How to Avoid Failures While Carving Wood

How to Avoid Failures While Woodcarving

Starting to feel like a pro in the woodshed? A little research and preparation can help you avoid any mistakes and make for a more efficient process as you continue your woodcarving adventures with Dremel. Take a look at the most common mistakes while carving wood and what you can do to prevent them.


Sharp knives. Fresh wood. Less pressure

Letting your carving tools and accessories do the work is essential if you don’t want your fresh wood to crack and break before you’ve created anything. Always keep your knives as sharp as possible to allow for easy carving and a clean cut and finish. The high-speed rotations of your Dremel® tool and accessories are designed to remove the rest, so all you need to do is hold them and keep a steady hand.


Check for protruding accessories

Another common mistake while carving wood is when a user allows an accessory to stick out too much. Your Dremel accessory should protrude no further than half the length of the shank, but preferably even less. Having it stick out 0,3 to 0,5 mm is perfect.


Align your Multi Chuck

The Multi Chuck allows you to quickly and easily change accessories on your Dremel Multi-Tool without using collets. But, you might experience problems if your accessory is not aligned in the Multi Chuck correctly. Always check if the accessory is in the exact middle of the Multi Chuck before you start on any woodcarving.


Slant the side of the accessory

A common error is using the end (or the “head”) of the accessory to carve, but this part has no cutting ability. Always be sure to check which part of the accessory you are using, and for what purpose. When carving, slant the tool slightly. Holding the tool straight will probably cause you to chip away too much wood, because you’re using the head of the accessory.


Always go with the grain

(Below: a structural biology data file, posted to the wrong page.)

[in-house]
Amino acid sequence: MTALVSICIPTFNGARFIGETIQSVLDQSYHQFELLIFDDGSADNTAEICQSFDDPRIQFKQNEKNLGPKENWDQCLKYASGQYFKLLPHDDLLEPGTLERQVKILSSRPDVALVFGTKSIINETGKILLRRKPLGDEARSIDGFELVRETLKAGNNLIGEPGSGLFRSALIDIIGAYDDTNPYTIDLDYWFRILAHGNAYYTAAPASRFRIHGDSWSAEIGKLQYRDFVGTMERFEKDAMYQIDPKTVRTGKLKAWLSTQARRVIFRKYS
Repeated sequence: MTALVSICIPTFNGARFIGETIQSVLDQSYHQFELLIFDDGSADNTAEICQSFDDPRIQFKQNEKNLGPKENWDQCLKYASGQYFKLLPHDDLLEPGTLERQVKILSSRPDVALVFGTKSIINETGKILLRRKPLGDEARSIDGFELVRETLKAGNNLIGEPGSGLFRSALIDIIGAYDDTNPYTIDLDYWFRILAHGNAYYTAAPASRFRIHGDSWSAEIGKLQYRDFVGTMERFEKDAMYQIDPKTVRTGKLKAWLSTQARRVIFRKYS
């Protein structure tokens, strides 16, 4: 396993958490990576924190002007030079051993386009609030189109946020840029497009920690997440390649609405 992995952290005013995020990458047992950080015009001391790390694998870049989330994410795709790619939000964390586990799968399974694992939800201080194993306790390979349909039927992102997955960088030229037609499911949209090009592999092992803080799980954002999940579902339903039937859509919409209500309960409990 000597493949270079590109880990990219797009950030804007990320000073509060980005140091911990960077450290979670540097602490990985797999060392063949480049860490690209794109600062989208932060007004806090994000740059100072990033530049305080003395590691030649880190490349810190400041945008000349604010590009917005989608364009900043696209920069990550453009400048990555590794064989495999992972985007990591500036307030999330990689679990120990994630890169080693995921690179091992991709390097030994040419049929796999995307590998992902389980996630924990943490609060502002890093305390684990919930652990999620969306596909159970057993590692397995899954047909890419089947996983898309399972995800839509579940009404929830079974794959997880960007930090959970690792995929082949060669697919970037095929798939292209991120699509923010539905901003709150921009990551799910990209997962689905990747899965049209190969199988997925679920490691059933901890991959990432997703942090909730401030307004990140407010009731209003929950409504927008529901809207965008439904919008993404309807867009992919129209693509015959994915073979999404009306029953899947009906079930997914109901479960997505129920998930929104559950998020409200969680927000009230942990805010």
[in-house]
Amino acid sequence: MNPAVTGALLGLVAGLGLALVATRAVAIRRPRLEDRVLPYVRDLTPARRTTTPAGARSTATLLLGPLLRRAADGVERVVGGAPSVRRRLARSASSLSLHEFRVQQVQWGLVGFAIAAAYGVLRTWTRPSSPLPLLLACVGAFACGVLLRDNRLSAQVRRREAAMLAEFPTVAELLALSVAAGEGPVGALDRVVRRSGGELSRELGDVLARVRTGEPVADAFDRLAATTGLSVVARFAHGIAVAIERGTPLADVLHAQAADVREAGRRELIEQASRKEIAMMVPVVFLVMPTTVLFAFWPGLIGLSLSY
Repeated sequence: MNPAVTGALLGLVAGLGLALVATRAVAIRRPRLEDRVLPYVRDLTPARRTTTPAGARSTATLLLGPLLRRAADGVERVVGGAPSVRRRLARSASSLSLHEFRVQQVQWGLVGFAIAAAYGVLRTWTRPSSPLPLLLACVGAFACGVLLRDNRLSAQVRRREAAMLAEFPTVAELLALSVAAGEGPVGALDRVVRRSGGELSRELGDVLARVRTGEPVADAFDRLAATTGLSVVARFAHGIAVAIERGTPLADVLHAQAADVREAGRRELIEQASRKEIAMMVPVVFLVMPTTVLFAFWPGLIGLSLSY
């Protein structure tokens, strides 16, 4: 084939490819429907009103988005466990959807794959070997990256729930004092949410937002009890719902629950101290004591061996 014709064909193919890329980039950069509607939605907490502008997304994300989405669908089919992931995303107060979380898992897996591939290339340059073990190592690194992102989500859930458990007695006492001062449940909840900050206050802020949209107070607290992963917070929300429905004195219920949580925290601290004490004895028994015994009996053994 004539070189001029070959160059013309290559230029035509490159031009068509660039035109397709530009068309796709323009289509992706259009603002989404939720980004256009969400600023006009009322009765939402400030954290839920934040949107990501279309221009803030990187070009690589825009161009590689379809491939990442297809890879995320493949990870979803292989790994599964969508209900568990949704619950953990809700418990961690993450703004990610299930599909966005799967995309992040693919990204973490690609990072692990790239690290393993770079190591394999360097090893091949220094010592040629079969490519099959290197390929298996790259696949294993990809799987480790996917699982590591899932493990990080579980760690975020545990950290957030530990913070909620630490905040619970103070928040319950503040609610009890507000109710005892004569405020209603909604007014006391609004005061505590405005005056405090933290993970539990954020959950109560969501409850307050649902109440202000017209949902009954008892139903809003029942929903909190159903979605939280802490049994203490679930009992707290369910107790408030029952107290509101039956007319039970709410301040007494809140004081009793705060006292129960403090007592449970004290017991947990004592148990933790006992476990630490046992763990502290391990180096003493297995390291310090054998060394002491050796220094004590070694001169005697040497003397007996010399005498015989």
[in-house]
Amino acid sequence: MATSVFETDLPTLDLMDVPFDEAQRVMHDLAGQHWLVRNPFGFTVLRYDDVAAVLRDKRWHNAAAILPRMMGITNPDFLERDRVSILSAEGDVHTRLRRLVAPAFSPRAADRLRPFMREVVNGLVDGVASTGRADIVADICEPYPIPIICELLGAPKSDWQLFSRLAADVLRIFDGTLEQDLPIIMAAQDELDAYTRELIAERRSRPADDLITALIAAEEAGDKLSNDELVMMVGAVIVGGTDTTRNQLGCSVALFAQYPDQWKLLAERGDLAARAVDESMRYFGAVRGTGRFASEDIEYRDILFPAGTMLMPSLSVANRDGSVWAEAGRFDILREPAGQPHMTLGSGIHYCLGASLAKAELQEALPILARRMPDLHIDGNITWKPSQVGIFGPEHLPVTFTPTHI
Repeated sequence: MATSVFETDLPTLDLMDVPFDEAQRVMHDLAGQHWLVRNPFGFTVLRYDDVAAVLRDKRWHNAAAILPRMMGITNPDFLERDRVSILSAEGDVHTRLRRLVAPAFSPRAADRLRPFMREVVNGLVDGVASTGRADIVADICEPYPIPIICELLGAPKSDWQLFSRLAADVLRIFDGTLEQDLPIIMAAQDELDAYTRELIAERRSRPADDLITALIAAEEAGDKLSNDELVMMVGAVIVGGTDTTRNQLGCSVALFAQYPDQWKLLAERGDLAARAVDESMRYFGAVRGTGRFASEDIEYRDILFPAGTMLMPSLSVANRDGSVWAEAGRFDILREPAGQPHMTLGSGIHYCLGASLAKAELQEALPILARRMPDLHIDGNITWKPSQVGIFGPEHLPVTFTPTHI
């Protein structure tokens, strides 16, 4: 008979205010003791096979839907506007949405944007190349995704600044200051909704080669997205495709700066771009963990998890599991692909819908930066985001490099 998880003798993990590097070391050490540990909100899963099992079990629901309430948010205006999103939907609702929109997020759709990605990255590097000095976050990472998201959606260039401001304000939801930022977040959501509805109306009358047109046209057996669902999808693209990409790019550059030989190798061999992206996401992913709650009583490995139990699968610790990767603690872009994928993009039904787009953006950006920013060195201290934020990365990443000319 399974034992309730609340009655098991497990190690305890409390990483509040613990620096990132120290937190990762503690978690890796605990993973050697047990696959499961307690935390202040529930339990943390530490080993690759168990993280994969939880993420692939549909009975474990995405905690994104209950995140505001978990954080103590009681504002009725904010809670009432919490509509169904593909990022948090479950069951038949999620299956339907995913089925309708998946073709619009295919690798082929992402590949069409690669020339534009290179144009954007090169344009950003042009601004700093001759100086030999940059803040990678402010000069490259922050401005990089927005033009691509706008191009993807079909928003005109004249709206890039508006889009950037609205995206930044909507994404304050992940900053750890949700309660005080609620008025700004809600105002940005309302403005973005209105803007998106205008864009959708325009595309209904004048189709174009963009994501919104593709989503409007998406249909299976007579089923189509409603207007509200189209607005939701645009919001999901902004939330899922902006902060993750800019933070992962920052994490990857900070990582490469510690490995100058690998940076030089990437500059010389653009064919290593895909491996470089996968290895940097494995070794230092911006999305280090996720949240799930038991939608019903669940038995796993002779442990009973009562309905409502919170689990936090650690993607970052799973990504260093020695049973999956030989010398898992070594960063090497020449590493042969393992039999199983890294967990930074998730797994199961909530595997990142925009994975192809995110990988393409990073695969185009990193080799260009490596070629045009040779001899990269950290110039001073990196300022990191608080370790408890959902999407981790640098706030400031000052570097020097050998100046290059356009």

You’ll know by now that carving wood is about “feeling” – your knives should carve, not scrape. Going against the grain can damage your wood and even cause your knife to get stuck. Remember, your tool might start running faster when following the grain, so be sure to stay in control. TIP: The Detailer’s Grip Attachment can help with comfort and added control during your hobby and DIY projects.


Test your skills first

One of the biggest mistakes while carving wood can come from being too enthusiastic. Always test your woodcarving tools and accessories on a spare piece of wood before you start, so you’re fully aware of how to use each one before you begin. And while you’re testing your skills, don’t forget to try out the tips above.


Dry your wood the right way

Never leave your unfinished piece of wood lying around in the air, because it will dry out. Put it in a plastic bag filled with wood chips and a few drops of water and leave the bag open. This will help your piece to stay moist and avoid cracking. You can safely leave it for a few days or even up to a week, but make sure you check and turn it every day.


Use the right oil for polishing

Using an oil on your finished project can help your item stay protected as the wood expands and contracts. It can also keep it shiny and accentuate the grain and texture. Any “food grade” oil will be fine – try raw linseed oil, walnut oil, or pure tung oil. Avoid olive oil, as this becomes sticky and attracts dirt. Never use boiled linseed oil on carved kitchen implements. This has been through an oxidation process, or had metallic additives to help speed up the drying process.


Take your time

Rushing is one of the best ways to ruin something you’re proud of. Always take your time when carving wood. Breathe in, breathe out and enjoy the art that’s been keeping people calm (and productive!) for centuries. Before you know it, you’ll be building amazing things. By now you're probably excited to start your first woodcarving project. Take a look at our 10-step guide to carving a wooden spoon.